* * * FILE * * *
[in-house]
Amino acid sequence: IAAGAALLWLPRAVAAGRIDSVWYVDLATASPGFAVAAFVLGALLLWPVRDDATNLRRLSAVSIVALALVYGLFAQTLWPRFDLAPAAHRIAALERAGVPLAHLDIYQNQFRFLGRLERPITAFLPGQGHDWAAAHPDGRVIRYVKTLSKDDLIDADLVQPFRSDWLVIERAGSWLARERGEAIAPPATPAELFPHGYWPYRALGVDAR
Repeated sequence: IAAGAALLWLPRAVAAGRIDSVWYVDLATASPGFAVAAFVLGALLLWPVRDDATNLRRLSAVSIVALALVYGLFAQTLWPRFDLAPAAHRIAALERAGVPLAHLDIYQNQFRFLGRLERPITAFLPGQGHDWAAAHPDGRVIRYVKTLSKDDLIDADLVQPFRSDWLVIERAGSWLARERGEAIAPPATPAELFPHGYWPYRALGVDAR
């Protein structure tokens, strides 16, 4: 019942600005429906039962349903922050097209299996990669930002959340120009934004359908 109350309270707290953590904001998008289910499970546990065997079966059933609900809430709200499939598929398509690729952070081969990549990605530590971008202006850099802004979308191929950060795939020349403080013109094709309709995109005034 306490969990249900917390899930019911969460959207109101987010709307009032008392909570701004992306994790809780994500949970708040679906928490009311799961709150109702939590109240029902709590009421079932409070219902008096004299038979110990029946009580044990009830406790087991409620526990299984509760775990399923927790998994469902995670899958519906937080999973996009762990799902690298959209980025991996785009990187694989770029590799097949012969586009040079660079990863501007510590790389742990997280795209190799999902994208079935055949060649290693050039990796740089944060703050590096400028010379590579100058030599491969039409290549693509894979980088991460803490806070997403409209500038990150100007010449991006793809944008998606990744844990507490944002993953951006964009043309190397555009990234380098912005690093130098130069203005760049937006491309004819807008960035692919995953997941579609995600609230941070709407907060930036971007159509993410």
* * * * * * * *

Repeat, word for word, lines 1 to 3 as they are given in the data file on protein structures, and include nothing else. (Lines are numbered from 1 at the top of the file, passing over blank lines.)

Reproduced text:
[in-house]
Amino acid sequence: IAAGAALLWLPRAVAAGRIDSVWYVDLATASPGFAVAAFVLGALLLWPVRDDATNLRRLSAVSIVALALVYGLFAQTLWPRFDLAPAAHRIAALERAGVPLAHLDIYQNQFRFLGRLERPITAFLPGQGHDWAAAHPDGRVIRYVKTLSKDDLIDADLVQPFRSDWLVIERAGSWLARERGEAIAPPATPAELFPHGYWPYRALGVDAR
Repeated sequence: IAAGAALLWLPRAVAAGRIDSVWYVDLATASPGFAVAAFVLGALLLWPVRDDATNLRRLSAVSIVALALVYGLFAQTLWPRFDLAPAAHRIAALERAGVPLAHLDIYQNQFRFLGRLERPITAFLPGQGHDWAAAHPDGRVIRYVKTLSKDDLIDADLVQPFRSDWLVIERAGSWLARERGEAIAPPATPAELFPHGYWPYRALGVDAR